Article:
Remy Gardner (Red Bull KTM Ajo) took what could be a crucial victory in the Monster Energy British Grand Prix, the Australian holding off Marco Bezzecchi (Sky Racing Team VR46) as the Italian was forced to settle for second. Lightech Speed Up’s Jorge Navarro back on the podium in third position to show some more serious speed at Silverstone.

Bezzecchi took the holeshot initially, but home hero Sam Lowes (Elf Marc VDS Racing Team) was quick to pounce and lead his home race. Navarro was sitting ahead of Gardner and Raul Fernandez (Red Bull KTM Ajo) on the opening lap but soon, the number 87 was up to P3 as Bezzecchi passed Lowes for the lead.

Gardner then found a way past Lowes for second, with the top five – Bezzecchi, Gardner, Lowes, Navarro and Fabio Di Giannantonio (Federal Oil Gresini Moto2) – split by less than a second. Raul Fernandez was a second back of the group in P6 as teammate Gardner hit the front. Not for long though. Bezzecchi pounced back half a lap later but on the exit of Turn 14, the Italian was out of the seat and it caused Gardner to sit up but handed him the race lead, with the top five still locked together.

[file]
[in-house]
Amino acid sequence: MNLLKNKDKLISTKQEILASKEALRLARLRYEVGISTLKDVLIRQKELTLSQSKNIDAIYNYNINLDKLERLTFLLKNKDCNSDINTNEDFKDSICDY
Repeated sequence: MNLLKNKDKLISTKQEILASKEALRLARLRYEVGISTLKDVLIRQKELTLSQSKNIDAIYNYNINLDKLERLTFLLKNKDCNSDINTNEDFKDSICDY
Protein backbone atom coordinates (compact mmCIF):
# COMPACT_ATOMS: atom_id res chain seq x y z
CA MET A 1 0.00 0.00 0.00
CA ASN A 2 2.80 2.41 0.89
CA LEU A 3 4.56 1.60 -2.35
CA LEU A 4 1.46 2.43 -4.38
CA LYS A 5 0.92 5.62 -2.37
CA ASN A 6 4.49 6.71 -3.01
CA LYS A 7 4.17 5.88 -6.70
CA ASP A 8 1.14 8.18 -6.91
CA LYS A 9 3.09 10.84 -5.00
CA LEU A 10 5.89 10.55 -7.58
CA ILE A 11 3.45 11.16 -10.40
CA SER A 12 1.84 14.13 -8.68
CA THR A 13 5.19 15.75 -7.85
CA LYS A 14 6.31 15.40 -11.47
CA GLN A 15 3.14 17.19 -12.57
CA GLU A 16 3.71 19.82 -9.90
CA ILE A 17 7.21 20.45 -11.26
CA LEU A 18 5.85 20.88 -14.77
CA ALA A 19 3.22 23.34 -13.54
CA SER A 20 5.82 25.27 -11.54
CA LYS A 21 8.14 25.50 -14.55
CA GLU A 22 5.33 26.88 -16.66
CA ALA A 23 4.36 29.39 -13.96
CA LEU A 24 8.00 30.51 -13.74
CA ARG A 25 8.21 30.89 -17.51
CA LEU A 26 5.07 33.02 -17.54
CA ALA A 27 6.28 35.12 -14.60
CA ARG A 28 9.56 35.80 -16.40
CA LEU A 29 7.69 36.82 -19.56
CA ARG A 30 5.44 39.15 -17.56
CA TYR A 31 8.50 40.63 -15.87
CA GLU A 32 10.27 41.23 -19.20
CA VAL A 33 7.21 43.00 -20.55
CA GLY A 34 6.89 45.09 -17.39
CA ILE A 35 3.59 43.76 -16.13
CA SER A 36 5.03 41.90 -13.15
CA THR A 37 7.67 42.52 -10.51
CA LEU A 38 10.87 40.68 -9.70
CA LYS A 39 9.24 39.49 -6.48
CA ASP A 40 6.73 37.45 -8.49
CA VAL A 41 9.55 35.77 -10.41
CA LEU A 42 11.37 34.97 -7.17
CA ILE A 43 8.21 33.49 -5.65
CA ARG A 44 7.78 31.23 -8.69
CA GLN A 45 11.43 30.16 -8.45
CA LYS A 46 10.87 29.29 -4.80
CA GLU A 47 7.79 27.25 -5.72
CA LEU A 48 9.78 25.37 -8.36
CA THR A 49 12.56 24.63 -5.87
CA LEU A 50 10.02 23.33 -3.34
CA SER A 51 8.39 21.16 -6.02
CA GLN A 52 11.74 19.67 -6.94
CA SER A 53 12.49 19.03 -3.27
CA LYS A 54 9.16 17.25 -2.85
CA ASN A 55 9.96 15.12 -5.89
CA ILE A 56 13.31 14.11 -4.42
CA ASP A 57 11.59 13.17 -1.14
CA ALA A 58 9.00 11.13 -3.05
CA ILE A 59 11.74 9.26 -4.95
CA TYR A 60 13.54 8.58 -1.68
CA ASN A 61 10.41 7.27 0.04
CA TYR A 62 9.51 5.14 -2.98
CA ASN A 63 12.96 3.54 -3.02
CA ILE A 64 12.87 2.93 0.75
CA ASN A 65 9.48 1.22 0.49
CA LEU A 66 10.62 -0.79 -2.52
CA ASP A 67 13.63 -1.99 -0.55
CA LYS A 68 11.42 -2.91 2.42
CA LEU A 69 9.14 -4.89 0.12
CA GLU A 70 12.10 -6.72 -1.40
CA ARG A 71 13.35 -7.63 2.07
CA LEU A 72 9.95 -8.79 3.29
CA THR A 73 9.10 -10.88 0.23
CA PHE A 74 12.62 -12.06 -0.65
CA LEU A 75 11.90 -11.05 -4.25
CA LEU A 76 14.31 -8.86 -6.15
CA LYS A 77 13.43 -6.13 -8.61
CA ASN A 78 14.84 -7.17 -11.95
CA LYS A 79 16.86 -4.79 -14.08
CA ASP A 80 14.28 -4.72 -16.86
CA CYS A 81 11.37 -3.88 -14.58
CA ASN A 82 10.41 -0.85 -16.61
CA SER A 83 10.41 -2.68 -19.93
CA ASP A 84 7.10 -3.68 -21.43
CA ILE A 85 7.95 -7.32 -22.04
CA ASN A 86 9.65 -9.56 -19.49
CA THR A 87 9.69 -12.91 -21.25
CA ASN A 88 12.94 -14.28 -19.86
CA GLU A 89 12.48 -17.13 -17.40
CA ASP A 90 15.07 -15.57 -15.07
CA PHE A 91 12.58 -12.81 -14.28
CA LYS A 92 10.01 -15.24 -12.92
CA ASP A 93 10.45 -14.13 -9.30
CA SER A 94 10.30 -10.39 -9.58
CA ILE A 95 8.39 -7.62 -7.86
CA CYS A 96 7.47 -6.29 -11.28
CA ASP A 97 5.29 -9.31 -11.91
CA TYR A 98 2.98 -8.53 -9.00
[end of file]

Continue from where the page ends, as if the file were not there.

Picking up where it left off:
Just after Gardner had set the fastest lap of the race, Bezzecchi scooped up some slipstream and made a pass for the lead stick at Stowe. Bezzecchi, Gardner and Lowes had a 0.8s lead over fourth place Navarro with nine laps to go and Gardner, again at Turn 13, dived up the inside of Bezzecchi. The Aussie was back in the lead.

With four laps to go, huge drama in the Championship chase unfolded. Raul Fernandez suffered a huge crash at Turn 12 and was out of the race, thankfully the Spaniard was back up on his feet. But with Gardner leading and Bezzecchi a close second, the rookie sensation’s title hopes took a big dent.

At the front, Gardner and Bezzecchi were locked together with two laps to go, with Navarro was also getting the better of Lowes for P3. It was close as Bezzecchi set his fastest lap of the race on the penultimate lap, and Navarro setting the fastest lap of the race overall. Stowe and Vale – two big passing places – passed by for Bezzecchi, and pushing hard, he was slightly wide at Turn 13.